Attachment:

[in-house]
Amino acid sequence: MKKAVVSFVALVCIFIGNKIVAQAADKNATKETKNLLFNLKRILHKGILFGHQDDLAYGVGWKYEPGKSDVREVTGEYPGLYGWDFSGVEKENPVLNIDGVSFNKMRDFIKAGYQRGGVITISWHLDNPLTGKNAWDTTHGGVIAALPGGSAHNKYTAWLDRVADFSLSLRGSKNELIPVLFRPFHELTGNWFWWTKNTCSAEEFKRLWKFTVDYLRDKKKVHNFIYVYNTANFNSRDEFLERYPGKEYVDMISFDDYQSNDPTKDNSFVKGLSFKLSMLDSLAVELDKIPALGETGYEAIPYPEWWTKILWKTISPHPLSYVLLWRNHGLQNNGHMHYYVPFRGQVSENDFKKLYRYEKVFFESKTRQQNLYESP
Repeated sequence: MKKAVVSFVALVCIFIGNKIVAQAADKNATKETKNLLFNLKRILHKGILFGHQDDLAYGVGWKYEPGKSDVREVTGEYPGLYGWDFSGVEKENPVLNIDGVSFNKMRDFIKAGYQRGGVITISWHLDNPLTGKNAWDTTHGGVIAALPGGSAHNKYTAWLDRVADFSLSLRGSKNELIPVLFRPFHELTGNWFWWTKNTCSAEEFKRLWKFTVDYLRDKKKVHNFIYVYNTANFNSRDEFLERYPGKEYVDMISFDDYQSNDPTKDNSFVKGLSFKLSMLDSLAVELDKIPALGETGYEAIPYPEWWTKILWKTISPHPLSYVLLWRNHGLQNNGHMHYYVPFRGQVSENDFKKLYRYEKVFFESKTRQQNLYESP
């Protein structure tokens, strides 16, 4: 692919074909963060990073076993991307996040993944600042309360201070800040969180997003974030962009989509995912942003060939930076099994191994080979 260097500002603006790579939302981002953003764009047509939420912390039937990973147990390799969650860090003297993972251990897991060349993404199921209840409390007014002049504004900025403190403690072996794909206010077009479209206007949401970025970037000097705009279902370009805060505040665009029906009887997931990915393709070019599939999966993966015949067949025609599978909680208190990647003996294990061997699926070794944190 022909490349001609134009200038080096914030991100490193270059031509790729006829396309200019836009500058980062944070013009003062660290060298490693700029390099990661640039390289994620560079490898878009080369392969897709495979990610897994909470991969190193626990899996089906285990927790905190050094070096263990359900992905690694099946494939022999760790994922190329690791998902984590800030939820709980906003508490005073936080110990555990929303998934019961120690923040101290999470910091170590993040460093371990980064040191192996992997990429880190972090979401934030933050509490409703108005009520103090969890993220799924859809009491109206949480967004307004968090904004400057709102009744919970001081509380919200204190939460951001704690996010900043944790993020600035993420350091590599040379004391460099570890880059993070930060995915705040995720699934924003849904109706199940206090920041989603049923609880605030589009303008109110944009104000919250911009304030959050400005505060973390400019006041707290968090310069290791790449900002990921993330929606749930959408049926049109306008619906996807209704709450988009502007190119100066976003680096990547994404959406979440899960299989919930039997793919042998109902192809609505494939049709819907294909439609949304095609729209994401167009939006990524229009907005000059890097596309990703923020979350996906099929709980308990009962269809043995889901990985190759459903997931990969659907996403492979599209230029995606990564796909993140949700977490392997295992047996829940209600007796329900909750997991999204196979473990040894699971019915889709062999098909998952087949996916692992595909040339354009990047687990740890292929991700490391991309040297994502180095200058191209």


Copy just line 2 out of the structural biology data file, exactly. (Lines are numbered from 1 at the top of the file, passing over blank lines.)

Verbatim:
Amino acid sequence: MKKAVVSFVALVCIFIGNKIVAQAADKNATKETKNLLFNLKRILHKGILFGHQDDLAYGVGWKYEPGKSDVREVTGEYPGLYGWDFSGVEKENPVLNIDGVSFNKMRDFIKAGYQRGGVITISWHLDNPLTGKNAWDTTHGGVIAALPGGSAHNKYTAWLDRVADFSLSLRGSKNELIPVLFRPFHELTGNWFWWTKNTCSAEEFKRLWKFTVDYLRDKKKVHNFIYVYNTANFNSRDEFLERYPGKEYVDMISFDDYQSNDPTKDNSFVKGLSFKLSMLDSLAVELDKIPALGETGYEAIPYPEWWTKILWKTISPHPLSYVLLWRNHGLQNNGHMHYYVPFRGQVSENDFKKLYRYEKVFFESKTRQQNLYESP